Although Case has no specific stalking policy, complaints of stalking made to the university will be handled under the university policies and procedures for harassment or sexual harassment, depending on the perceptions of ther person making the complaint.
Stalking is persistent, unwelcome intrusion into someone's daily life. The stalker may follow the victim on foot or by car; call on the phone, send many letters and e-mails; or show up repeatedly at the victim's home, dormitory, or place of employment; and contact the victim's family and friends. The National Center for Victims of Crime defines stalking as "a course of conduct directed at a specific person that would cause a reasonable person to feel fear." Stalking has become increasingly common on college campuses.
Most stalkers fall into the intimate partner stalker category. They have been in a relationship with their victims and refuse to let go. They are not rational, believing that their victim still loves them, has been influenced by others to end the relationship. It is estimated that 1 in 12 women and 1 in 45 men will be stalked in their lifetime. According to one study, 13 percent of college women were stalked during a six- to nine-month period, and 80 percent of campus stalkers knew their victims. The impact of stalking on its victims includes feeling of fear, helplessness, and frustration; anxiety; insomnia; and depression.
Stalking is a crime under the laws of all 50 states. Under Ohio's criminal code, menacing by stalking is a felony in the fourth degree; "aggravated menacing"—that is, causing the victim to believe the offender will cause serious physical harm to the victim, their property, a child, or unborn child, or a member of the victim's immediate family is a first-degree misdemeanor. Ohio law also covers telecommunications harassment, which is a misdemeanor of the first degree on the first offense, and a fifth-degree felony on the second offense.
What part of "it's over" don't you understand?
How to deal with a stalker
If you have made it clear to someone that you do not want to see them, and they follow you; call and e-mail you repeatedly; show up uninvited at your dorm, apartment, job, or even in public places, like your favorite café, and if this behavior makes you uneasy, you are being stalked. What should you do?
- If you think you are in immediate danger, do not hesitate to call 9-1-1 or Campus Security at 368-3333.
- Your first conversation with a stalker must be your last. Say once and once only that you want nothing to do with him or her.
- Don't get drawn into further conversations and explanations. No conversation will be long enough, no explanation convincing enough. You can't reason with a stalker.
- Don't fall into the trap of feeling sorry for them. Stalking behavior is intrusive, intimidating, and pathological.
- Don't believe that if you "let them down easy" they will leave you alone. You must be firm and clear.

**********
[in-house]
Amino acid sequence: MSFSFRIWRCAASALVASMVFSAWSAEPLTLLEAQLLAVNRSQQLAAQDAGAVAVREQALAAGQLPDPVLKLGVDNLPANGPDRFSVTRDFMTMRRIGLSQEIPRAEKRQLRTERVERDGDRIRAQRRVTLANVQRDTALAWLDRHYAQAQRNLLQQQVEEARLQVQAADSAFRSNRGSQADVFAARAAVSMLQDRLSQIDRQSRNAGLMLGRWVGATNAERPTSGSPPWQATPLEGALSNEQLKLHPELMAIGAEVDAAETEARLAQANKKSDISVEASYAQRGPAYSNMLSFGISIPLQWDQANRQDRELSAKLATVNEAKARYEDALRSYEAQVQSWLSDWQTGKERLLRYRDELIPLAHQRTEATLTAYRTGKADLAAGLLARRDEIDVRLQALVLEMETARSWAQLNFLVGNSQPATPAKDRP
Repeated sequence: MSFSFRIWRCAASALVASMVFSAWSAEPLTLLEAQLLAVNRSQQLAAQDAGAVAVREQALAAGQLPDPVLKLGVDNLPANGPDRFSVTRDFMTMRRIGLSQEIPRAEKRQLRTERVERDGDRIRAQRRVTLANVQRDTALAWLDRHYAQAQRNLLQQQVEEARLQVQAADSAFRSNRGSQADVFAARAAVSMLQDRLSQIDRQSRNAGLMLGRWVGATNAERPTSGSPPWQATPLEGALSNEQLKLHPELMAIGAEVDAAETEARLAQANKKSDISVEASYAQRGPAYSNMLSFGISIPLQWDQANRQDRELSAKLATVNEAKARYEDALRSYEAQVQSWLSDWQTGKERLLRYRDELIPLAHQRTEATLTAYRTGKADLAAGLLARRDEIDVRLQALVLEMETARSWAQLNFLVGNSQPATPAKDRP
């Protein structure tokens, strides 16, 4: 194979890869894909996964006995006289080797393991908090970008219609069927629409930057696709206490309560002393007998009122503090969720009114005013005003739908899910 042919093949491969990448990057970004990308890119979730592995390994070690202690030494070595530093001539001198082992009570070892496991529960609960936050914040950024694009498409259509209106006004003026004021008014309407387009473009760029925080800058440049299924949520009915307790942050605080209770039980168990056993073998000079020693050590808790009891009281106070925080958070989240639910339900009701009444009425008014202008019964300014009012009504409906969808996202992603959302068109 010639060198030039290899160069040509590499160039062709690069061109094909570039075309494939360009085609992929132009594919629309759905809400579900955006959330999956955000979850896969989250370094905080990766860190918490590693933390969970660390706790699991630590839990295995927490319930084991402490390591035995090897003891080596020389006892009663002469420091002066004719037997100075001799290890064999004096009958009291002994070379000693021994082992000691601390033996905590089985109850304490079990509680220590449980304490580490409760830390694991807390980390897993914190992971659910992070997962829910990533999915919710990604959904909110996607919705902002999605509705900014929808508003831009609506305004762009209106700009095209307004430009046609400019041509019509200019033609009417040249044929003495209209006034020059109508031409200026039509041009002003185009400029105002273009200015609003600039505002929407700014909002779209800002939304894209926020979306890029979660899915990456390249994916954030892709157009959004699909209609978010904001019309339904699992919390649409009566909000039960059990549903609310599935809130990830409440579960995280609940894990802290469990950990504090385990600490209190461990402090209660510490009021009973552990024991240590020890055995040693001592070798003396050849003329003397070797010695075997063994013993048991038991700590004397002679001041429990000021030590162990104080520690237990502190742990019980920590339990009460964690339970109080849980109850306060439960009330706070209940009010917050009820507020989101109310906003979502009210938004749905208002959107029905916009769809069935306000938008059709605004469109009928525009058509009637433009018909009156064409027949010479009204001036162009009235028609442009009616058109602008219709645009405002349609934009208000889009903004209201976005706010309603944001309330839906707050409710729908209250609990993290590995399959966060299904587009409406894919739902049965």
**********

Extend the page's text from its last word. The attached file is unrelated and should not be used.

- Do not interpret the stalker's persistence as your failure to be clear. What you say, and what the stalker hears are two different things. If you say, "I don't want a relationship now," the stalker hears "but I might want to be with you someday." If you say, "I just need some space," the stalker hears, "she'll come back to me after she spends some time with her friends." You can't engage; that's what the stalker wants.
While there is no clear-cut psychological stalker profile, most stalkers fall into one of three categories:
Former intimate partner stalkers—Persist—sometimes for years—in trying to revive a relationship. Their tenacity is not a measure of unselfish love, but of a controlling and emotionally abusive personality. Many intimate partner stalkers have criminal records and were abused or emotionally neglected as children.
Delusional stalkers—Have had little or no contact with their victims, but believe they have a strong connection and will someday have a relationship. Delusional stalkers may suffer from serious mental illness; famous people are often their victims.
Vengeful stalkers—Are angry with their victims. The slight may be real or imagined. They may stalk politicians, former bosses, and former spouses or co-workers. Intimate partner stalkers may become vengeful if the victim moves away or takes legal action. Their aim is to "get even."
If you think you are being stalked:
Protect yourself. Contact University Protective Services at 368-4630 so that they may assist you in safeguarding yourself while they work with local authorities to apprehend your stalker.
Confront the stress and anxiety you are feeling. Make an appointment with University Counseling Services by calling 368-5872 for an appointment at the 201 Sears location, or 368-2510 for an appointment at the Center for Collegiate Behavioral Health in the University Health Services location.
Learn about other administrative resources. Contact the Office of Student Affairs at 368.2020 so that they may advise you and walk you through any administrative procedures that may apply to your situation.